Power Couples of the Paranormal

I know that I have sampled only a few of the many, many paranormal, occult, Pagan, and esoteric podcasts and video channels out there. (Feel free to add your faves in the comments.)

But when  you look at podcasts done by people who are partners in real life, I can think of two sets of contenders: Jessi Leigh and Joe Doyle of the Hellbent Holler YouTube Channel and Greg and Dana Newkirk of Hellier fame, who now have a new podcast, The Haunted Objects. (The former website, not updated since 2020, was The Week in Weird.)

Hellier, a documentary series (two seasons) that compressed several years of the Newkirks’ and their associates’ attempt to find the story behind some mysterious communications:

In 2012, Greg Newkirk received an email from a man calling himself David Christie, who claimed that he and his family were being terrorized by unearthly creatures by night. After exchanging emails, David disappeared. For the next five years, the case only got stranger, as more connections and mysterious emails came in. Then, in 2017, Greg and a team of researchers traveled to rural Kentucky, not knowing what they would uncover, or how deep they would discover the case might go.

Dana Newkirk using a God Helmet in a Hellier episode.

The story was compelling. (I thought Season 2 lagged a bit in the middle, but it finished strong.)  The videography and editing were better than a lot of what you see on ghost-hunting or Bigfoot-hunting TV shows. And it was released in 2020 just before people can to be forced indoors — meaning they could live vicariously through the investigators’ travels in eastern Kentucky. You can stream or download it or get it on Blu-Ray at the site.

It not only had thousands of viewers but has attracted the attention of scholars of Western esotercism and “the weird” in general. For instance,  Rejected Religion podcast host Stephanie Shea explains it to guest Aaron French in this November 2022 episode and earlier devoted to episodes to Hellier and High Strangeness. Here is the first one, from January 2021.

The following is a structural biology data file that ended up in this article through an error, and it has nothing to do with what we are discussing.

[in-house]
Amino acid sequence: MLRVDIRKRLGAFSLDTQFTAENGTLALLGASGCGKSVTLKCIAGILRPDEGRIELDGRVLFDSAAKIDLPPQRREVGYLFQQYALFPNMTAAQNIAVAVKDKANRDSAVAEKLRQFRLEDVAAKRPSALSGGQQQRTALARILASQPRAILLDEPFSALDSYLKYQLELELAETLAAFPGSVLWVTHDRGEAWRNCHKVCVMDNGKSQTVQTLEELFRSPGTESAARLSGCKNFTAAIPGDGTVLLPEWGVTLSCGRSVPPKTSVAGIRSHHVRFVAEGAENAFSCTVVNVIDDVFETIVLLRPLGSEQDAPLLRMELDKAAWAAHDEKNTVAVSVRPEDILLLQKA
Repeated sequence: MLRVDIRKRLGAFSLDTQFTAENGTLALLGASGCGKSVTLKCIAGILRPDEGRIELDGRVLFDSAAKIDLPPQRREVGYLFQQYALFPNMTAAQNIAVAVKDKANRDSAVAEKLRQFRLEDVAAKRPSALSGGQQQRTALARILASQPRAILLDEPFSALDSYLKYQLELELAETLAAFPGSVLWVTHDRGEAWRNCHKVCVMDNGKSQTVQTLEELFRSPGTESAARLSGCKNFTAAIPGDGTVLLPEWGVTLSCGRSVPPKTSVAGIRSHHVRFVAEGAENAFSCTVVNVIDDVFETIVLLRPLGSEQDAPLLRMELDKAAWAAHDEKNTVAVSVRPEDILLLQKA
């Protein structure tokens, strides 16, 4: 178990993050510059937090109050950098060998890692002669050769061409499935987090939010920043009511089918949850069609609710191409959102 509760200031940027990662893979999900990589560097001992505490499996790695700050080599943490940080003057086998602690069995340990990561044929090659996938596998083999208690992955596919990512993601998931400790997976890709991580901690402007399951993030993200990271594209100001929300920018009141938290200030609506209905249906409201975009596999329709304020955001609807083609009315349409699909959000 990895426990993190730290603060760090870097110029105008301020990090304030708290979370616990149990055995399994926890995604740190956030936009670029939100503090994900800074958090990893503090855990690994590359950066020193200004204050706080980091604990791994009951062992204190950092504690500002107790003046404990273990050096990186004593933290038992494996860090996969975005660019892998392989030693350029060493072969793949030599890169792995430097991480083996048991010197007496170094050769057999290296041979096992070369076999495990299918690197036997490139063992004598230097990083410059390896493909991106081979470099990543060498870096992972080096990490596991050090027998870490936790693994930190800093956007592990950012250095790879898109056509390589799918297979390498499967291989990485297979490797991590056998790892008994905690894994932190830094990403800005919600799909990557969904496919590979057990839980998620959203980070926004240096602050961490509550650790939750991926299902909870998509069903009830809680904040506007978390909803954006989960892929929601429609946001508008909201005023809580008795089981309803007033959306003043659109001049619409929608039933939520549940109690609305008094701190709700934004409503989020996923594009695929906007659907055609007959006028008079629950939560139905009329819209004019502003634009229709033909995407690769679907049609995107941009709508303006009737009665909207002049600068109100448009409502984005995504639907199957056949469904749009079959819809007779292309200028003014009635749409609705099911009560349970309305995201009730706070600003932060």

The Newkirks also manage museum of the paranormal, and the Haunted Object podcast builds each episode around a particular item, such as a plank from the Long Island house infamous for the Amityville Horror, leading to a freewheeling and often comic dialog between them and their producer, Connor Randall.

Jessi’s T-shirt proclaims “Make cryptozoologiy dangerous again.”

Meanwhile, Jessi and Joe are out in the woods. The two cryptid-hunters live in a former South Carolina textile-mill town but met when they were both bartending in New Orleans. As Jessi puts it,

I was born and raised in the mountains of western North Carolina, but when my wanderlust took hold I escaped to the Deep South. I spent 10 years in New Orleans, in and out of bars, swamps and graveyards. Eventually I became homesick for the mountains, trees and endless adventure of a darkened wood. It was time to leave the sirens, grime and crime behind. Along with my partner Joe, I moved back to Appalachia and began seeking out the mysteries and legends that still live in the hills we call home. Using the latest gear and equipment, we travel deep into the forests of Appalachia to gather evidence of the weird, strange and supernatural that roams this ancient slice of heaven.

In the spirit of Jessi’s T-shirt, they investigate areas of BIgfoot sightings, Dogman sitings (a sort of upright werewolf), and other mystery beasts.

Their technology includes state-of-the-art night-vision gear, audio recorders, video and still cameras, survival gear, and personal weapons. You could call them “preppers of the paranormal.”

The last is not a question of “What caliber for Dogman?” but rather an honest reponse to the fact they are moving through areas where they could encounter humans who are, let’s say, sort of feral.

Joe and Jessi push their own boundaries, which leads to lines like “Did you hear like a scream?” or “If every night felt ike this [eerie], I wouldn’t do this” or “That was not a coyote. That was not a coyote!” (All quotes from “Land Between the Lakes, Part 2: The Search for Dogman Contiues.

Their videos have a respectable number of followers, although not as many as the Newkirks’, and of course they have their own merchandise.

Locales

Greg and Dana: Generally indoors in haunted buildings, sometimes caves, in various states.

Joe and Jessi: Outdoors in forests of the southern Appalachian Mountains (north Georgia), Cumberland Plateau, and the Land Between the Lakes (Tennessee-Kentucky). Generally public land, such as the Chattahochee-Oconee National Forest.

Methodology

Joe and Jessi: Stalking through the woods, investigating ruins, utilizing audio and visual recorders, and utilizing visible and infrared ligjhts at night.